Blog Series Part 4 – Contextualised Data and Connectivity
Posted on February 25, 2020 by David Staunton, Global Services Director & Ryan McInerney, Technical Consultant
Contextualised data and connectivity, part of our: ‘Life Sciences 4.0, Revolutionising Life Sciences Manufacturing Through Connected Systems & Data’ blog series
The foundation of any change to a manufacturing environment driven by Life Sciences 4.0 thinking will be contextualised data and connectivity. Every system and piece of equipment needs to be able to record and distribute reliable event data. It also needs to communicate with other systems and pieces of equipment, then subsequently access relevant and reliable data. Once this connectivity is in place, operational teams have the basis for making better choices, or have the need to make choices removed as self-learning systems do this by interpreting data. It is imperative that data is contextualised for it to be useful – the integrated technologies need to know what the data is and when it was created.
A database with time-stamped data is essential, as consistent time data makes every subsequent interpretation and decision simpler and more reliable. If we use the example of the temperature gauge again, when an irregular temperature reading is given, the automated system will look for data around a previous event that mirrors the current one – it simply cannot do this reliably if said data is not accurately time-stamped.
Batch context – by adding context information such as product or recipe names, process phases or batch identification to time-series data in process historians, the value of the data for process engineers is greatly increased. However, historians are ‘write’ optimised and not ‘read’ optimised, creating a technical constraint as they store and compress new data making extraction and interpretation arduous. Finding the relevant historical event and building the process context around it can be laborious, requiring manual manipulation of data rather than an automated approach.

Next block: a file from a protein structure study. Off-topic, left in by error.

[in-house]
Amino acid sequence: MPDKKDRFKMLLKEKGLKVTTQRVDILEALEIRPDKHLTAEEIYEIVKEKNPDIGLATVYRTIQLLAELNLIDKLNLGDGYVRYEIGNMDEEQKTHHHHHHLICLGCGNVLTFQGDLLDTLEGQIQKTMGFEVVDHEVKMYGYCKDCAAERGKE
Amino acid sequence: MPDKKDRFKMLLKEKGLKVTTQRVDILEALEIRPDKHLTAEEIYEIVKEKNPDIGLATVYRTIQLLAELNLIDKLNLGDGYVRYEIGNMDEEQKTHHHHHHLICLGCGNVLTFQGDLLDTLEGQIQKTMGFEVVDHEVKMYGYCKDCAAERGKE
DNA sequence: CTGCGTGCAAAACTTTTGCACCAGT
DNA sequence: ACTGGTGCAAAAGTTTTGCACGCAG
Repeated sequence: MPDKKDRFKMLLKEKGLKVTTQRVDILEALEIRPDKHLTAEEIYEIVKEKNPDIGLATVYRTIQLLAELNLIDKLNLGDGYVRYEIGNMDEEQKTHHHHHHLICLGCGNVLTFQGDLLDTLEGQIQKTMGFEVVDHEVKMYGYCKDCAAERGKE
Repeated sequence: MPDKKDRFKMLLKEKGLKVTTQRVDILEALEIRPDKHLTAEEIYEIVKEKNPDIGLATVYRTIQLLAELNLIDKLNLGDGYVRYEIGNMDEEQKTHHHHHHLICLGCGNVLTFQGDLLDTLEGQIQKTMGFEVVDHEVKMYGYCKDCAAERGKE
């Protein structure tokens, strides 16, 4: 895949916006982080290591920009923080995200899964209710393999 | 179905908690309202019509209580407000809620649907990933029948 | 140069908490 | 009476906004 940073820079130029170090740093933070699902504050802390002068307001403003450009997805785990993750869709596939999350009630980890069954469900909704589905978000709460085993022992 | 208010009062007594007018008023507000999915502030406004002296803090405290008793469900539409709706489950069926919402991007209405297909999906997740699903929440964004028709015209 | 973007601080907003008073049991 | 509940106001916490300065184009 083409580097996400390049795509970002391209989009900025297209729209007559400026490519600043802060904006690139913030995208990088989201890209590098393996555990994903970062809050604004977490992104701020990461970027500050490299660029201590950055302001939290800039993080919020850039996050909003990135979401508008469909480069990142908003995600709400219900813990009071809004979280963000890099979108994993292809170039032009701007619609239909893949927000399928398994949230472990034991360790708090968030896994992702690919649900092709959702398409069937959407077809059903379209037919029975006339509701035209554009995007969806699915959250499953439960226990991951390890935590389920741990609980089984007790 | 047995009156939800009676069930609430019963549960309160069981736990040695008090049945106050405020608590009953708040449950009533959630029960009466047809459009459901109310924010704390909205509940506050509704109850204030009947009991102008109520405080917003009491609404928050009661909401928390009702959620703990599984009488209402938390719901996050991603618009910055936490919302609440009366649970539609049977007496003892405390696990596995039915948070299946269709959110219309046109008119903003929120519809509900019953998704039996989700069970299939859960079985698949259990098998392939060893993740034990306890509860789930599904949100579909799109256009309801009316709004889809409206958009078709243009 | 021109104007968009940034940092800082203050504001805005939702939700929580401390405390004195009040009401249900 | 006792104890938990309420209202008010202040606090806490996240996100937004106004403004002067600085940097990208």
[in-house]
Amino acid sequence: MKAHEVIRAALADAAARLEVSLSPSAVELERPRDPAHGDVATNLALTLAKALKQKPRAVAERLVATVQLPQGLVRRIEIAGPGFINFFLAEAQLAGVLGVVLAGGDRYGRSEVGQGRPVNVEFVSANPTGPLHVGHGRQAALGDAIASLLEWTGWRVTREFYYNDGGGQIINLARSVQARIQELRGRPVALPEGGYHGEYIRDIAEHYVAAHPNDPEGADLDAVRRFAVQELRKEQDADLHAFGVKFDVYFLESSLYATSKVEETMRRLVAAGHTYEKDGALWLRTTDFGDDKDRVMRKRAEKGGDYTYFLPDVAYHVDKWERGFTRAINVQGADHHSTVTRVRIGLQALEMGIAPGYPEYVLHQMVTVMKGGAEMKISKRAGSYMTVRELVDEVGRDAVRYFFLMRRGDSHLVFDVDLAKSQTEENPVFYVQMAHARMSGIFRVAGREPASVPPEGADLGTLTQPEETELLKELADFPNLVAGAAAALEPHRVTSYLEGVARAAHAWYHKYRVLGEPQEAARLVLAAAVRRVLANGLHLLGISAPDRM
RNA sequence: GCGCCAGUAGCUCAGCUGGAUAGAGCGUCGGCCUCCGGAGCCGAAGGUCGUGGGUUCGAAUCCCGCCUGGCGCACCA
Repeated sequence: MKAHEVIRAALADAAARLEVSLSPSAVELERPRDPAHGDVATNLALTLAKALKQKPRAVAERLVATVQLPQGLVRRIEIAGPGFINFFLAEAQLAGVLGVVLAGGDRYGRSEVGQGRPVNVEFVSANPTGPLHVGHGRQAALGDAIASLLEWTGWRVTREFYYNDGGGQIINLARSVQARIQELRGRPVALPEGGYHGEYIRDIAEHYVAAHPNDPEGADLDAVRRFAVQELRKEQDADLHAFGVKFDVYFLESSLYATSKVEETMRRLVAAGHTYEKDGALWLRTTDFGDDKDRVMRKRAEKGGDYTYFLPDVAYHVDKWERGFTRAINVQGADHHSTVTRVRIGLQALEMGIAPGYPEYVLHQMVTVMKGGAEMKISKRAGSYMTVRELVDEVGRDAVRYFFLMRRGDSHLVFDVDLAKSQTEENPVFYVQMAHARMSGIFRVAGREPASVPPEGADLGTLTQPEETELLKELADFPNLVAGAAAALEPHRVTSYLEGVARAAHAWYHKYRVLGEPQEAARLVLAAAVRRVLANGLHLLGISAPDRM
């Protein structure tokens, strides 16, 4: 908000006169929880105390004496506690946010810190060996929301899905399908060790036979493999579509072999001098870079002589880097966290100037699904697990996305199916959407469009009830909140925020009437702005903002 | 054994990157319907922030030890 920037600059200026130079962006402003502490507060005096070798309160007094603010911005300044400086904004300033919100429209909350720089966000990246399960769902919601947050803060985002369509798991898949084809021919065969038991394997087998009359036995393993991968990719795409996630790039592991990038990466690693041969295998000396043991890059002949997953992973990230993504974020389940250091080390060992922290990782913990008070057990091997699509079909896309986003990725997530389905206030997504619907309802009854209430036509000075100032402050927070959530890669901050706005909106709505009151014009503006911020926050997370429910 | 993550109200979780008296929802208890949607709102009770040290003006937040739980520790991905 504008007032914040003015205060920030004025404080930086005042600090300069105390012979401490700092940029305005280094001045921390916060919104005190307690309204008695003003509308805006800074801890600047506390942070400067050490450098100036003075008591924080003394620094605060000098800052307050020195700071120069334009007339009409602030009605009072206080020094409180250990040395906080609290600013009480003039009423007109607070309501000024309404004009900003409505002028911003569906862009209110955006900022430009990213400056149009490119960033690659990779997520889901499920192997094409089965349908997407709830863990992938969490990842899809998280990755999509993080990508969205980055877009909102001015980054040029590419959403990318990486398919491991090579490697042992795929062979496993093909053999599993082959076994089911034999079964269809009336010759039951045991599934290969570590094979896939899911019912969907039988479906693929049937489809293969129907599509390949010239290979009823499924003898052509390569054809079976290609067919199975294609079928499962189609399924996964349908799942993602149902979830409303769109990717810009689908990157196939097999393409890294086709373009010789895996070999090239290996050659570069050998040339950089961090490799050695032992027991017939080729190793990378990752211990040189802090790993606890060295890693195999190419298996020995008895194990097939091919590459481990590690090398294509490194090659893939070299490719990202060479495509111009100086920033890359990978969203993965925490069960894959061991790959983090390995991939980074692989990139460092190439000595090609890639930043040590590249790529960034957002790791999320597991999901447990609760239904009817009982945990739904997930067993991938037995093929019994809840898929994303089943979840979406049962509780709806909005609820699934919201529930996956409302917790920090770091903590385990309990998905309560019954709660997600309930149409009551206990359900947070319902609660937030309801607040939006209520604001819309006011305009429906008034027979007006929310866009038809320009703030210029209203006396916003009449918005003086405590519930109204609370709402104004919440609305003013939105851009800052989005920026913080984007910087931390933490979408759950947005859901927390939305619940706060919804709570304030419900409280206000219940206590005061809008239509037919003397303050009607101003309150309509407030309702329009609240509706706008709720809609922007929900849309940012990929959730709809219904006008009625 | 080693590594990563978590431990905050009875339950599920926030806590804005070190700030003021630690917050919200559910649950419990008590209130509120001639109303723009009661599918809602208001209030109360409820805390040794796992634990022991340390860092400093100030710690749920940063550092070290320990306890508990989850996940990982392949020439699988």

With the right systems, software and approach in place – operators can find specific batches, filter by products or phases and create and overlay profiles for good and bad batches. The ability to search data over a specific timeline and visualise all related events in that time frame quickly and efficiently will allow users (and eventually machines) to predict more precisely what is occurring or what will occur across industrial processes. Human-machine interfaces such as this are one of the many lauded Life Sciences 4.0 disruptions that will revolutionise pharmaceutical manufacturing.
Communication standards, such as those from the Object Linking and Embedding for Process Control (OPC) Foundation and the FieldComm Group, and data exchange standards from the International Organization for Standardization (ISO) and the International Electrotechnical Commission (IEC) are crucial for making sure devices and systems are designed to communicate with each other. In addition, standards from the International Society of Automation (ISA) specify engineering design data (e.g. ISA S108 for configuring intelligent devices), and the Capital Facilities Information Handover Standard (CFIHOS) standardises product data to facilitate equipment and device acceptance testing and handover. These standards will be increasingly important as machines and systems communicate directly with each other and make decisions with less human involvement in the coming years.
Following on from this topic ‘contextualised data and connectivity,’ in the next blog in our Life Sciences series we look at the role big data has to play and question its validity.